8 Cruel & Heinous Punishment According to William Wells Brown, slaveowners in Virginia smoked slaves. This involved whipping slaves and putting them in a tobacco smoke house." Moses Roper claimed that in South Carolina they used to "drive nails into a hogshead so as to leave the point of the nail just protruding in the inside of the cask. Into this he used to put his slaves for punishment, and roll them down a very long and steep hill.” The most common punishments were a whipping, a branding.

9 RUNAWAYS Its clear that at slaves wanted freedom, and most probably contemplated escaping slavery, but very few were successful. Studies have shown that field slaves were more likely to try to escape because they were treated worse. Slave owners used bloodhounds to trace their slaves. It was difficult for runaways to find food and shelter. The absence of maps was also another factor in understanding why most slaves failed in their attempts for freedom. Most runaways were found and brought back to the plantation and heavily beaten. A slave by the name of Moses Roper received 200 whips, and was only stopped when the masters wife pleaded for his life to be spared. With these consequences to think about many slaves decided to just live in the life of slavery.

10 Black Codes  Black Codes was a name given to laws passed by southern governments established during the presidency of Andrew Johnson.  These laws imposed severe restrictions on freed slaves such as forbidding them to sit in on juries, limiting their right to testify against white men, prohibiting their right to vote, carrying weapons in public places and working in certain occupations.  Even with all of these restrictions on an African Americans daily life, anything is better then daily beatings, and withholding freedom.

11 The Underground Railroad The Underground Railroad was a immense network of people who helped fugitive slaves escape to the North and to Canada to be free. It consisted of many individuals, many whites but predominantly black. These people help to aid slaves along the route to their freedom, providing transportation, shelter, and food even though it was extremely illegal. This system effectively moved hundreds of slaves northward each year. According to a study, the South lost 100,000 slaves between 1810 and Harriet Tubman- guided more than 300 slaves along the Underground Railroad. A chain of homes and farms where escaped slaves could go for help. The chain of safe houses ran to Canada were the slaves could be free.

12 Noteworthy Abolitionists William Lloyd Garrison. In 1831 a Boston, Massachusetts newspaper called The Liberator was published. Garrison wrote the newspaper and used it to tell Congress and the world that slavery must be abolished. Sojourner Truth. She was a slave who was freed in She began speaking about slavery, she was an extremely forceful speaker. Many people listened to her and were inspired by her. President Abraham Lincoln chose her to be a counselor to the freedmen in Washington. Harriet Tubman. She was a former slave whom gained her freedom and guided more than 300 slaves along the Underground Railroad. Frederick Douglass. He was was born a slave. He taught himself to read and write. He later ran away from his master. Douglass wrote and told of his life as a slave and gave lectures to groups of abolitionists. Harriet Beecher Stowe. Stowe's father was an abolitionist. She visited a plantation in Kentucky. There she learned about slavery. Stowe wrote a book about the cruelty of slavery called Uncle Tom's Cabin. This book was published in It became a best-seller in the north. The book was banned in the southern states. She was another person who helped Americans become aware of the life of a slave. But it definitely made an impact on people and changed some opinions about slavery. An abolitionist was a person who wanted completely end slavery, or just put a stop to selling of slaves. In the 1830's abolitionists began to speak out in public.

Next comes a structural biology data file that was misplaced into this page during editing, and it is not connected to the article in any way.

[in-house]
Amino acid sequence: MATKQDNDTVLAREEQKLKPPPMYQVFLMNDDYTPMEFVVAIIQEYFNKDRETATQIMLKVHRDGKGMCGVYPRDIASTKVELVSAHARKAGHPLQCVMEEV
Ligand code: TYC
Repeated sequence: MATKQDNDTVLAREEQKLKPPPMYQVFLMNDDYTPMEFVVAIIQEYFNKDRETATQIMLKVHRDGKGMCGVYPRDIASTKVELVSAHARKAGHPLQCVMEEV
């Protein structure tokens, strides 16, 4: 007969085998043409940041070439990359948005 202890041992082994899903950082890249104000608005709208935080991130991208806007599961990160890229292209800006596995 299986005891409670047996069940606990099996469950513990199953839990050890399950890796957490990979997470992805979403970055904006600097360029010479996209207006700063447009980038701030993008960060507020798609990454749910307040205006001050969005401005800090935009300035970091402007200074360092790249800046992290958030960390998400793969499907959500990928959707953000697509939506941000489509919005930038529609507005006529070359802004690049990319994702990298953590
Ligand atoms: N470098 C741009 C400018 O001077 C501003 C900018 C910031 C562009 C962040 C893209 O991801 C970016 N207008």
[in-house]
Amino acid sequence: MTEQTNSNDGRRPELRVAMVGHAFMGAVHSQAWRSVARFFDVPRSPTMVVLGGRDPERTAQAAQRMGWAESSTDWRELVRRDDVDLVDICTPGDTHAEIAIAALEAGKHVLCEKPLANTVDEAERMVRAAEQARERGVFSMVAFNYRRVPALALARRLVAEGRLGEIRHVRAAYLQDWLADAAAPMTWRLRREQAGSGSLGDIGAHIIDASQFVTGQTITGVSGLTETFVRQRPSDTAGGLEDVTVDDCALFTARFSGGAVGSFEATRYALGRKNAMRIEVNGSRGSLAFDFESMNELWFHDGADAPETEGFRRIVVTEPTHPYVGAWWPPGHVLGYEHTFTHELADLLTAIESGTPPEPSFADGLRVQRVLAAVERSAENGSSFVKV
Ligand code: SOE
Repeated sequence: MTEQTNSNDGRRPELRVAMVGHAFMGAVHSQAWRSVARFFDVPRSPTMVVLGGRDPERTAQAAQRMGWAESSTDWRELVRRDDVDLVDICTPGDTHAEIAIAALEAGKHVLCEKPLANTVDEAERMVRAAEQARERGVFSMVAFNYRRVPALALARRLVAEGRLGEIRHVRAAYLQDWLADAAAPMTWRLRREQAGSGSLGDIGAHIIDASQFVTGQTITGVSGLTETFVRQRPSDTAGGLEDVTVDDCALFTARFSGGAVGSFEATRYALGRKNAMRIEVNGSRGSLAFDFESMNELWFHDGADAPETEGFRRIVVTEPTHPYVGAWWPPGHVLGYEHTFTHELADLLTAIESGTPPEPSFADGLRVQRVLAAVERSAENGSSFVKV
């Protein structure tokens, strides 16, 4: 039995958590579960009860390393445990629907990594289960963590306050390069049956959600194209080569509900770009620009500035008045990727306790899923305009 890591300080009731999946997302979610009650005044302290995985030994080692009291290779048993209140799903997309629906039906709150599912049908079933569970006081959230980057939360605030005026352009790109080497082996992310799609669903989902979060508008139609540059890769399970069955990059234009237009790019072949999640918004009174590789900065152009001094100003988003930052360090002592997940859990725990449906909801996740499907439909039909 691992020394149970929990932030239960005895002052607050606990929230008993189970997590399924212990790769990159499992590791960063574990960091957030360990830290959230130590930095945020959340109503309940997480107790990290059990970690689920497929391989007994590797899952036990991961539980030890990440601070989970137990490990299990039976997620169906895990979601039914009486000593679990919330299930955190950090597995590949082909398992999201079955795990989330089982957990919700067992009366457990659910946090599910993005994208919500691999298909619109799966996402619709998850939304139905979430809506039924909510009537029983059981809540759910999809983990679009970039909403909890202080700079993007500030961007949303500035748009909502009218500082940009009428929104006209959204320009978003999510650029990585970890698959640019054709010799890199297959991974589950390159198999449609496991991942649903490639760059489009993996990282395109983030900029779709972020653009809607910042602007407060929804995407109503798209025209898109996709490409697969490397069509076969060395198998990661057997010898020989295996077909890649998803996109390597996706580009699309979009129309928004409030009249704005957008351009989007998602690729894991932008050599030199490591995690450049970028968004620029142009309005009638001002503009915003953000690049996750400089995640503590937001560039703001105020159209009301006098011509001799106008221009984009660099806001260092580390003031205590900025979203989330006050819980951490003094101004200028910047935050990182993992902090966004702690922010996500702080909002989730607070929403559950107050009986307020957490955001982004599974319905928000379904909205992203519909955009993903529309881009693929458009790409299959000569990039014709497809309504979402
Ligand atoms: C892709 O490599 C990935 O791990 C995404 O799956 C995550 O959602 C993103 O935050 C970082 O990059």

13 Emancipation Proclamation President Abraham Lincoln issued the Emancipation Proclamation on January 1, 1863, during the midst of the Civil War. The proclamation declared "that all persons held as slaves" within the rebellious states "are, and hence forward shall be free. Even though it states that African Americans are now free they still had many limitations. It applied only to states that had seceded from the Union. It also left out parts of the Confederacy that had already come under Northern control. Most importantly, the freedom it promised depended upon Union military victory. Although the Emancipation Proclamation did not end slavery in the nation, it did capture the hearts of millions of Americans and transformed the character of the war. After January 1, 1863, every advance of federal troops expanded the domain of freedom.The Proclamation announced the acceptance of black men into military. By the end of the war, almost 200,000 black soldiers and sailors had fought for the Union and freedom. January 1, 1863

14 The Fourteenth Amendment  The Fourteenth Amendment of the Constitution was passed by both houses on 8th June and the 13th June, The amendment was designed to grant citizenship to and protect the rights of recently freed slaves. It did this by prohibiting states from denying the privileges of citizens of the United States, denying to any person within their jurisdiction the equal protection of the laws, or depriving any person of his life,liberty, or property without due process of law.

15 The fifteenth Amendment This amendment which is often forgot about when speaking of the rights of African Americans, this small step to equal rights among African Americans gave them the right to Vote.

16 “I have a dream..” Martin Luther King Jr.  Laws were passed to keep whites and blacks apart. In 1896, the Supreme Court decided that the "separate but equal” amenities legalized in the South did not violate the 14th Amendment.  After World War II, many more people felt that new laws were needed. In 1954, the Supreme Court ruled that blacks and whites could go to the same schools, saying that "separate but equal" schools were essentially unequal.  Between 1955 and 1968, Martin Luther King, Jr. helped change America. He brought to the world's attention how unfairly blacks were treated.  He had the help of millions of Americans, but his strong leadership and power of speech gave people the faith and courage to keep working peacefully even when others did not. This led to new laws that ended the injustices of separating whites from blacks.

17 10 Facts about Slavery Today

18 Bibliography:           